As most of you can tell, I have not been active here on my blog for a while. That mostly has to do with the energy expended preparing for Easter, but it also has to do with my own lack of focus. Since the middle of January, I have been dealing with the possibility of a move to another appointment in June. This past Monday, I was told my projected appointment.
This has been an unusual few months for me. For a while, I had plans to stay in this appointment until my oldest son and perhaps his younger brother finished high school. Of course, that was/is secondary to fulfilling my call here in this church, of equipping this congregation to make disciples in a growing community. I thought everything was going according to plan. When the PPRC began to fill out the advisory response form (the congregation’s sense of whether I need to be reappointed here), I realized my perceptions of where we were in this mutual ministry did not reflect reality. Normally, I would have sensed that sooner; grief for my brother has thrown me for a loop in more ways than one.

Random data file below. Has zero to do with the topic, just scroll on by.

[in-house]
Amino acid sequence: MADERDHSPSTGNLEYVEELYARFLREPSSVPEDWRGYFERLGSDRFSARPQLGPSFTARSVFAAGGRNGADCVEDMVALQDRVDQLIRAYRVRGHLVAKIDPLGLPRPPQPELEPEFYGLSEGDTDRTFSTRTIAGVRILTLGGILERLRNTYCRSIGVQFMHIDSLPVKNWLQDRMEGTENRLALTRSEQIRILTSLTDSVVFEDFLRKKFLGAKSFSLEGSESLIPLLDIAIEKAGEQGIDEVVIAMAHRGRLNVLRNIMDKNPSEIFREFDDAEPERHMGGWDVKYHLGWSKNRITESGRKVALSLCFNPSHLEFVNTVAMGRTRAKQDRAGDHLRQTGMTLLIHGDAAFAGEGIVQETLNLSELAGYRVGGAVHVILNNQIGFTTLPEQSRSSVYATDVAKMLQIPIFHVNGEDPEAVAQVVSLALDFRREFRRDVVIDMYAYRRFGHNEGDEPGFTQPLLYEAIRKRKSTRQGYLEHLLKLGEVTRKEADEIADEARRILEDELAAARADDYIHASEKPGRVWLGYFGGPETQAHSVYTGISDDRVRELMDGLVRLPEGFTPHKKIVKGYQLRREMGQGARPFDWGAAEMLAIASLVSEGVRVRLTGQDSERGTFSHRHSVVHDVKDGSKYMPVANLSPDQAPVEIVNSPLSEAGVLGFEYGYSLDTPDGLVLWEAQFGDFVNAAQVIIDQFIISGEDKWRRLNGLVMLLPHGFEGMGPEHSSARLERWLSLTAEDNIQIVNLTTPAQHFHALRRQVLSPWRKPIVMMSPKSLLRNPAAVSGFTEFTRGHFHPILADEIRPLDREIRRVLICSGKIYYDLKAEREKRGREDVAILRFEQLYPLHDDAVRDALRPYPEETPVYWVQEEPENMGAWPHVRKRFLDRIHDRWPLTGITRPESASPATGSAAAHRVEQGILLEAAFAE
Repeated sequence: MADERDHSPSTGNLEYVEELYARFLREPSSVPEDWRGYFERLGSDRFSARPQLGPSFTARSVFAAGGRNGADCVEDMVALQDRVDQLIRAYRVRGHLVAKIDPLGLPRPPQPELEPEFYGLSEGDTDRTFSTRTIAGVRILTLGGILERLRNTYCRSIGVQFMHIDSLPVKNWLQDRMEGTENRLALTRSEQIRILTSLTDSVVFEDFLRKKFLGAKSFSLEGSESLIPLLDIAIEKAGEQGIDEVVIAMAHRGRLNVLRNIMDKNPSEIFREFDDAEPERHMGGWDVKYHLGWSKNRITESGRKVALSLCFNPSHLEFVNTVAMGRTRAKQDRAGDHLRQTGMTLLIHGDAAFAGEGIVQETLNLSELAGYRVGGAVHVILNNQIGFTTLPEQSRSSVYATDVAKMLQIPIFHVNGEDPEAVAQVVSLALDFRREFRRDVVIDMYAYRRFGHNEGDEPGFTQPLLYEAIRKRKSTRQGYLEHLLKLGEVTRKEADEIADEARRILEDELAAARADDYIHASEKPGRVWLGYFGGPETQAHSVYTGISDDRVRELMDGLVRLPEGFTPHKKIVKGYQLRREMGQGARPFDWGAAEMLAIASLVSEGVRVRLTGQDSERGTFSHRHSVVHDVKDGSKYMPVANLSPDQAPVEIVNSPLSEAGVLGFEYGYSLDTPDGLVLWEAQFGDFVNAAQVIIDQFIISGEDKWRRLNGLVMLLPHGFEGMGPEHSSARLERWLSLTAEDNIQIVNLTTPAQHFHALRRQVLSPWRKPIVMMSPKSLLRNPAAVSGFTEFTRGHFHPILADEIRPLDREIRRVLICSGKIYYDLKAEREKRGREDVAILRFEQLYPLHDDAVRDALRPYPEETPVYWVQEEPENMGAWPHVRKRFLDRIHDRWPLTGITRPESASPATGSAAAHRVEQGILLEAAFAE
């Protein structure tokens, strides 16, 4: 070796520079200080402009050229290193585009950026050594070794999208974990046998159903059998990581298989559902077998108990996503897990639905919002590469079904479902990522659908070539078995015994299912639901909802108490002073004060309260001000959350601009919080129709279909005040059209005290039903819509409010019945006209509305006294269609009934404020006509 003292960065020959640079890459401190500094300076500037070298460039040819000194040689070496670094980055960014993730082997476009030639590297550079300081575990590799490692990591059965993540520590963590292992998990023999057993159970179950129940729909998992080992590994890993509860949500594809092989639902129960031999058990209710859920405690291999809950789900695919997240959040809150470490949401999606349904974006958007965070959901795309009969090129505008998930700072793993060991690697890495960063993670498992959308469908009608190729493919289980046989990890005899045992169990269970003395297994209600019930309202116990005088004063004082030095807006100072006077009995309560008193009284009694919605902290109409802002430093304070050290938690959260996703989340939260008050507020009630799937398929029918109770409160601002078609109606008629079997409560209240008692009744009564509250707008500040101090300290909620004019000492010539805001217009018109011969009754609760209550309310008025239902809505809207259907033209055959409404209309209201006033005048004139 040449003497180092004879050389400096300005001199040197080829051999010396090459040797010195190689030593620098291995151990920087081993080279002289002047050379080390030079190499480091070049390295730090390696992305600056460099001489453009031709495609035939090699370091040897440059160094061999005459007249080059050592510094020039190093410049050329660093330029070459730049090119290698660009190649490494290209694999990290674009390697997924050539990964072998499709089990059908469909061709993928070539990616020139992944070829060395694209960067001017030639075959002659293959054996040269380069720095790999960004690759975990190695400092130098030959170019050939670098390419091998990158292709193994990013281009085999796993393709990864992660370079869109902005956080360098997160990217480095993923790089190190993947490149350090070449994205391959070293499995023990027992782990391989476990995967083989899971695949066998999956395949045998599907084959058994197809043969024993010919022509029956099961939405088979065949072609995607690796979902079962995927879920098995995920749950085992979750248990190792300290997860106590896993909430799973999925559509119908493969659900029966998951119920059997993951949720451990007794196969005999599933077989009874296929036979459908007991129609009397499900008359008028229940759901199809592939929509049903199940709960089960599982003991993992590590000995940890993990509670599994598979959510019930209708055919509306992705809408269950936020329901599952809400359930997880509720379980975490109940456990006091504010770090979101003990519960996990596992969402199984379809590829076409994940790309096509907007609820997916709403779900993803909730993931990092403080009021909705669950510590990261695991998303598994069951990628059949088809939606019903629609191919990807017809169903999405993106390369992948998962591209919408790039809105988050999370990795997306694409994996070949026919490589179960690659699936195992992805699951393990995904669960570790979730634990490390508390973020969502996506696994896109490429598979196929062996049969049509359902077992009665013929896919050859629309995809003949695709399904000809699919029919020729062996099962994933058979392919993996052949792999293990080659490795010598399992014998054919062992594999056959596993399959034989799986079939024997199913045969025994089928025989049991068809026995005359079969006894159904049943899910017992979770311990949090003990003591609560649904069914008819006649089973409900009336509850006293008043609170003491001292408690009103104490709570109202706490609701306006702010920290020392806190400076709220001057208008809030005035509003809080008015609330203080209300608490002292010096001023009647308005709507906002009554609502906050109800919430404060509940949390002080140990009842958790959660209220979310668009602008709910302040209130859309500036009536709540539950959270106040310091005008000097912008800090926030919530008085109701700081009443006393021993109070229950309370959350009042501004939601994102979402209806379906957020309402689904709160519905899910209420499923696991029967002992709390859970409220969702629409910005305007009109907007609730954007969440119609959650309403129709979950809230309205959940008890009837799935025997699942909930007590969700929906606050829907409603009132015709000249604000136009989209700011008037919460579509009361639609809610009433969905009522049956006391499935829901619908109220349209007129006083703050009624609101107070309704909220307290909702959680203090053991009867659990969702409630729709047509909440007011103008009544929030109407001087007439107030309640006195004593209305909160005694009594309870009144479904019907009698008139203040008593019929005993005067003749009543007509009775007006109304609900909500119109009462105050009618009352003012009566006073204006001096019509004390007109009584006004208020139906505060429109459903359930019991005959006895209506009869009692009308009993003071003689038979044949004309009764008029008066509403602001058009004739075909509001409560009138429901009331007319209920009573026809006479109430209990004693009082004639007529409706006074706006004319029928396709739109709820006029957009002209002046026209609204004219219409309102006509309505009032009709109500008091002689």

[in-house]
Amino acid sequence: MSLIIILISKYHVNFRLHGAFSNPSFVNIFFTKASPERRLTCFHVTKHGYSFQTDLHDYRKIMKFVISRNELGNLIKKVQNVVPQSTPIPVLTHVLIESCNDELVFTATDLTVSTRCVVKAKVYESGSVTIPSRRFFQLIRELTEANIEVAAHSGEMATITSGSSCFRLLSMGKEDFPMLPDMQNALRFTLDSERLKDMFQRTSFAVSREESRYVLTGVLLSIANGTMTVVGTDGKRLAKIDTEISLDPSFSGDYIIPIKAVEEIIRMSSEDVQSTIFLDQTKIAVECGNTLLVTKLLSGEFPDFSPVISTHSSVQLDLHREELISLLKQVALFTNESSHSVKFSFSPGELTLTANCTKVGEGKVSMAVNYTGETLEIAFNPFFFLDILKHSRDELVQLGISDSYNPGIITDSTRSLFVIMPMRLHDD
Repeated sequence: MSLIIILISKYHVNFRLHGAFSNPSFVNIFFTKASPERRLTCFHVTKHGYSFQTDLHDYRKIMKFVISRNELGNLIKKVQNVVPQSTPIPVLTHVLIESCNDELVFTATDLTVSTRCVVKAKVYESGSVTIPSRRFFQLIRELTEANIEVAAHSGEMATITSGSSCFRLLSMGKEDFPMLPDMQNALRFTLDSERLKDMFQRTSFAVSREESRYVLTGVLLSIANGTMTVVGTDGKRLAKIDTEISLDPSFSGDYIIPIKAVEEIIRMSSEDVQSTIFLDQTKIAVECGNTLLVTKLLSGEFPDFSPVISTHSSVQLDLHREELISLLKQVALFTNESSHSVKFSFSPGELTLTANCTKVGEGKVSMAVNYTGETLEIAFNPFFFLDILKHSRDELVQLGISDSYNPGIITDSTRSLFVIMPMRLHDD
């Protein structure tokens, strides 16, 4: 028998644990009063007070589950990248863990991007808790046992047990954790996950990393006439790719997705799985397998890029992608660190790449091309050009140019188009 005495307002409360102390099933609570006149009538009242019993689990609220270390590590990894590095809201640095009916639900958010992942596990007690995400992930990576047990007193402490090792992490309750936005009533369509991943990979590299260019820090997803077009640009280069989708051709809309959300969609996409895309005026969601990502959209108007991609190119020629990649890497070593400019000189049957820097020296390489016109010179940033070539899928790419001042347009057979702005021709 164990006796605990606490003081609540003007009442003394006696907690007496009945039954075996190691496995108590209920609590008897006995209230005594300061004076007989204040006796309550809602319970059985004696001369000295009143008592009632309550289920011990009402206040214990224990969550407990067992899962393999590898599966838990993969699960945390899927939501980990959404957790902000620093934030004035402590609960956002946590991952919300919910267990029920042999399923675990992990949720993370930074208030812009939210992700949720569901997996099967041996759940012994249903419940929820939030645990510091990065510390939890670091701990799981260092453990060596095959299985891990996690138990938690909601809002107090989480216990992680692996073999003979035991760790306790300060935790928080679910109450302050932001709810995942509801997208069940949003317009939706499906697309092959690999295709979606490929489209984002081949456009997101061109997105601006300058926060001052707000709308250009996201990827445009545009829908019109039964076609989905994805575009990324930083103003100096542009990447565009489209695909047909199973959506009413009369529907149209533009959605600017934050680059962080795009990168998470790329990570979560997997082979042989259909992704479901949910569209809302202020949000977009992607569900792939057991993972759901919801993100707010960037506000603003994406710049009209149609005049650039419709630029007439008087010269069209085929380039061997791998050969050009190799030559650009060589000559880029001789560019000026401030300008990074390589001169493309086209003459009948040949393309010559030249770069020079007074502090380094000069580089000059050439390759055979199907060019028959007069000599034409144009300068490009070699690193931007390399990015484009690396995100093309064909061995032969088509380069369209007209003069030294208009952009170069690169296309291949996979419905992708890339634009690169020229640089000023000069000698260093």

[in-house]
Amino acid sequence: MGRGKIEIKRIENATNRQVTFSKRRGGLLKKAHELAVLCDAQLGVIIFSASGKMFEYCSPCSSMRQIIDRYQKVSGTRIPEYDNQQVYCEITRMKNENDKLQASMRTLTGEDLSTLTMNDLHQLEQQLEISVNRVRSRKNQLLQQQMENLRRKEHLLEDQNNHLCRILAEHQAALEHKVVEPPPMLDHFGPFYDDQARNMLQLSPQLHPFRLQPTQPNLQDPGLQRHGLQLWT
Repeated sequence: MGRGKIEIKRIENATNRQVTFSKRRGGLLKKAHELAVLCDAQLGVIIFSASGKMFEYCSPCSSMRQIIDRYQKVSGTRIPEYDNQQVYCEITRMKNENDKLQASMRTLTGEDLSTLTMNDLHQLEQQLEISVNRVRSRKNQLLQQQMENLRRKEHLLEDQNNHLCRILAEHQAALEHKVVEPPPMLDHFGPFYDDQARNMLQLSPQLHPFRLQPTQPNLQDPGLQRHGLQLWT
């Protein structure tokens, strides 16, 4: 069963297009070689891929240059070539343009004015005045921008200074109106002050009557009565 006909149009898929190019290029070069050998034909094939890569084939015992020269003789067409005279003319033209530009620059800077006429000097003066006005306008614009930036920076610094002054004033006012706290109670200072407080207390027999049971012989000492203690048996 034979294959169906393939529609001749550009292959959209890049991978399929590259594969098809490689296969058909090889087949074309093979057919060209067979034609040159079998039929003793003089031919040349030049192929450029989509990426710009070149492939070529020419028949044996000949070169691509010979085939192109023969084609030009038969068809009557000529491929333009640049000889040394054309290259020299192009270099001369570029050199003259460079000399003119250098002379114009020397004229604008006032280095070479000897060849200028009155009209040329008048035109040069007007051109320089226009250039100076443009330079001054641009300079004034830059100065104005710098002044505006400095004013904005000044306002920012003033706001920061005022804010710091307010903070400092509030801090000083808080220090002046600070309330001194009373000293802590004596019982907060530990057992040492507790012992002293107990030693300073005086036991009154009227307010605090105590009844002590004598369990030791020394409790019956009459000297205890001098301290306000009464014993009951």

I had to face the possibility that my plans for my ministry in this place might not happen in the way that I thought. Needless to say, that was not what I wanted for me or my family. For a couple of months I have dealt with this, trying to discern whether I wanted to fight it through and stay or yield to perhaps a greater wisdom. Within all of that is the fear that all United Methodist clergy have of what happens if we do move– the next church, schools, community, spouse’s career.
It took some time, but I found peace in not following my original plan; I remembered equipping people for ministry is my specific call to wherever I serve– not just an India Hook specific plan. So for the past few weeks, I have been looking forward to March 31 to see what would be our next step as a family.
This week I am preaching Luke’s Walk to Emmaus story. It is an Easter evening story of Christ’s hidden presence with two of his followers in the chaotic and anxious days following the death of our Lord. I have taken some comfort in this story over the past couple of weeks; for there are times when life does not go according to our plans and dreams— when we feel abandoned, unsure and uncertain about the lifepath ahead of us. There are times when we are certain we walk alone, for we do not perceive the presence of Christ.
Yet, even in our clouded or mistaken perceptions, as churches and as pastors and as families, Christ walks with us. The days ahead of adjustment to leaving behind our plans, friends, and our familiar ways will not be easy. But we do not go alone. We go into a new future–a new way of being– with our Lord who walks with us in unseen, but not unfelt ways.